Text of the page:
Visual cues are of utmost importance to online sales – customers can’t pick up your product and interact with it as they would in a store, so they have to get that same experience through the pictures instead. But how can a small business owner get started on a small budget?
This guide will help you take better product photos with the equipment you have in your home right now: whether you’re shooting with a digital camera, a smartphone, or a full DSLRrig.
1. Use a White Background
Backgrounds are distracting. A single continuous piece of paper is all you need to create one of those disappearing white backgrounds the professionals use. This is a great way to help customers visualize the product in their own household, fitting in with their own lifestyle. To get the white background that truly disappears into the white background of your web store, make sure to light the background independently of the object.Increase exposure (or edit later) to ensure that your product remains nice and bright.
2. Eliminate Blur with a Tripod
Nothing looks more unprofessional than a blurry photo, especially to an interested customer that tried to open the full size to get a better idea of the details. This problem affects stores that sell large objects, like furniture or clothing, probably because nobody wants to go out and purchase a full-size tripod. But you don’t even need to use an actual tripod – you can use any table or other flat surface that allows you to set the camera at the right level. A long straight stick would even work well to give your hands some extra stability.
3. Keep Your Products Straight
Real estate listings are the worst offender when it comes to crooked photos; so many houses end up looking like they’re sinking into the soil. But when misaligned products show up in other online shops, the effect is subtle enough to go unnoticed by the seller but the cumulative effect is palpable. Use the grid setting on your camera or phone to make sure everything lines up nicely.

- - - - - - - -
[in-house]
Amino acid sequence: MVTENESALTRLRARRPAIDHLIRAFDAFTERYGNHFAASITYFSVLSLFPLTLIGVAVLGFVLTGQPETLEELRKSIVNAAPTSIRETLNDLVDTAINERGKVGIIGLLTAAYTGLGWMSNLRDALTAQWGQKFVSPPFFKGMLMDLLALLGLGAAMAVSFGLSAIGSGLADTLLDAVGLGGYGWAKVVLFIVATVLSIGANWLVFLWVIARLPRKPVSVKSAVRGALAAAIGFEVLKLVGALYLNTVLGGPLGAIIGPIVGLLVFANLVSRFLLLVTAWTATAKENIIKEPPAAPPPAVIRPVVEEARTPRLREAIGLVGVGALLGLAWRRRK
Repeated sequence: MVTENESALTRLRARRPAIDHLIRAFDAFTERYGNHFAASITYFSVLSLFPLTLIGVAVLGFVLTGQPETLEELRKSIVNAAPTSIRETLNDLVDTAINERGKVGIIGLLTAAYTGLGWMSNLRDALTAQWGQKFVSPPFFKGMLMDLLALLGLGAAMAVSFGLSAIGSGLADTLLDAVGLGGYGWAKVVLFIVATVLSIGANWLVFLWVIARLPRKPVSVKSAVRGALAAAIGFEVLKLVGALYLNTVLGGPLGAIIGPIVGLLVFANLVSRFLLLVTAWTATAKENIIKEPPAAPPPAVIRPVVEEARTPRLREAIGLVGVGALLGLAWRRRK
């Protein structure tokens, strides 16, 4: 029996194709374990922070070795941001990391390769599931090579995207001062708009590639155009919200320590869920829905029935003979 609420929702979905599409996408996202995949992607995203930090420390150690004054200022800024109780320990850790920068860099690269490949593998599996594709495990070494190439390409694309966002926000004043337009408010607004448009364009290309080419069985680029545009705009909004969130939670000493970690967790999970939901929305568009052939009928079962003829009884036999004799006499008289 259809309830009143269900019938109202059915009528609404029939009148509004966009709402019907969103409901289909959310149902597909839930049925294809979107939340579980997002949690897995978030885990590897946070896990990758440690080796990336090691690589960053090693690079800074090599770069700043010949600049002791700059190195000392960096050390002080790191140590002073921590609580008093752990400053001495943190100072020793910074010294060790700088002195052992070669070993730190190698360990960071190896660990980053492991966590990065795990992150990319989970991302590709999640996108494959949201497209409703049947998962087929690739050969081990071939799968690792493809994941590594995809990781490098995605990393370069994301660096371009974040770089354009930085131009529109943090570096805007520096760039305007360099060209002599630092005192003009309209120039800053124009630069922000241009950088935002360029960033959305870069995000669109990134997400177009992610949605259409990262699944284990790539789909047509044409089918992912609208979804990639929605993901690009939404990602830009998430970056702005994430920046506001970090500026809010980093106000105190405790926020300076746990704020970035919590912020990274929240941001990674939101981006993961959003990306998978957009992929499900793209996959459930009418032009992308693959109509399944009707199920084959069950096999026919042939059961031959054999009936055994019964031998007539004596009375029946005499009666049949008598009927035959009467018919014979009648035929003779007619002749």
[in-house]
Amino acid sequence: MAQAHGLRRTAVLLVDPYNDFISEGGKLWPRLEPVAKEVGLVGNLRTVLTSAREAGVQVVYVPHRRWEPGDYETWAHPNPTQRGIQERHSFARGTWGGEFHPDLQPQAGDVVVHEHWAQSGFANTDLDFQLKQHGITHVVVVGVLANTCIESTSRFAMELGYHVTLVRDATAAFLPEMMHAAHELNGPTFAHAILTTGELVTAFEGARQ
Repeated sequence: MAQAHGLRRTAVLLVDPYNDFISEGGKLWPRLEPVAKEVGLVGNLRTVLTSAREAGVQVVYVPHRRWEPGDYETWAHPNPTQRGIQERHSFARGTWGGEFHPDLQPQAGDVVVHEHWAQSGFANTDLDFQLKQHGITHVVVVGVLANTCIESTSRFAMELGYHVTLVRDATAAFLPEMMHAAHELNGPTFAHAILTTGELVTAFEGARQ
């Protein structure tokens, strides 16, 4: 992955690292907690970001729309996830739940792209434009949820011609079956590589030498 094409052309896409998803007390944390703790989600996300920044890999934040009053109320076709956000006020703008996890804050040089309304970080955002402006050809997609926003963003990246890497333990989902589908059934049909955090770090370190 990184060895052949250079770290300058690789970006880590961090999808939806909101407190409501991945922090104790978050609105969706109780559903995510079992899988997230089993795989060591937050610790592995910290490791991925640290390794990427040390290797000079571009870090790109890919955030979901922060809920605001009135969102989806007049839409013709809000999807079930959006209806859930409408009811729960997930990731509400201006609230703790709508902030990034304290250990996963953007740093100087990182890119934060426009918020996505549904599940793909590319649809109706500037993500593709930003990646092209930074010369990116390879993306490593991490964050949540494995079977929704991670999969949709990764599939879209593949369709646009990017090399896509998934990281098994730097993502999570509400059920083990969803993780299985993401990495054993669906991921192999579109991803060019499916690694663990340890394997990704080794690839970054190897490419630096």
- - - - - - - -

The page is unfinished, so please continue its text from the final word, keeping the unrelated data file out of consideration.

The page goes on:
If your camera does not have a grid feature, you can go back through and tilt/crop the photo so it looks right. If you don’t have a great photo editor, you can buy and use a photography app
with this feature built-in to make life a lot easier. A good photo editor can help you correct colors and brightness levels as well.
4. Use Soft Lighting, Avoid Standard Flash
Ordinary flash from a digital camera or smartphone will wash out the photo every time. This is great if you want to market a creepy or vintage vibe, but most product photographers would do well to avoid standard flash at all. Instead, shoot under brightnatural sunlight or use a softbox light (a light with a piece ofpaper over it as a diffuser) to ensure the best results. It is even better if you can light the product from more than one angle to eliminate all the harsh shadows.
5. Offer a Variety of Angles
What you photograph matters just as much as how you photograph it. Customers want more than just a three quarter view or full front angle. They want to know what the back of the product looks like. They want to know the size of the product by comparing it to an easily scalable figure (like a person or a car).Depending on the product, they might even want to see underneath.
Try to include the product from two or three useful angles against a white background, and include one lifestyle shot to show the product in action. Every seller will have to tailor his or her technique according to the actual product at hand (seeing sweater from behind might be more important than seeing a bookshelf from behind) but “more is better” is often a good rule of thumb.
Get Started Today
Good product photography is more than just an art form – it’s a science. The professionals charge such high rates because it takes years to learn how to take great product photography, and it takes a huge investment to build up a collection of the right gear and equipment.
But they all got started somewhere: anything you can do to improve your product photos today is sure to provide a solid return on investment tomorrow. Never stop reading about digital photography, never stop practicing, and never stop thinking about new ways to show your products in a better light.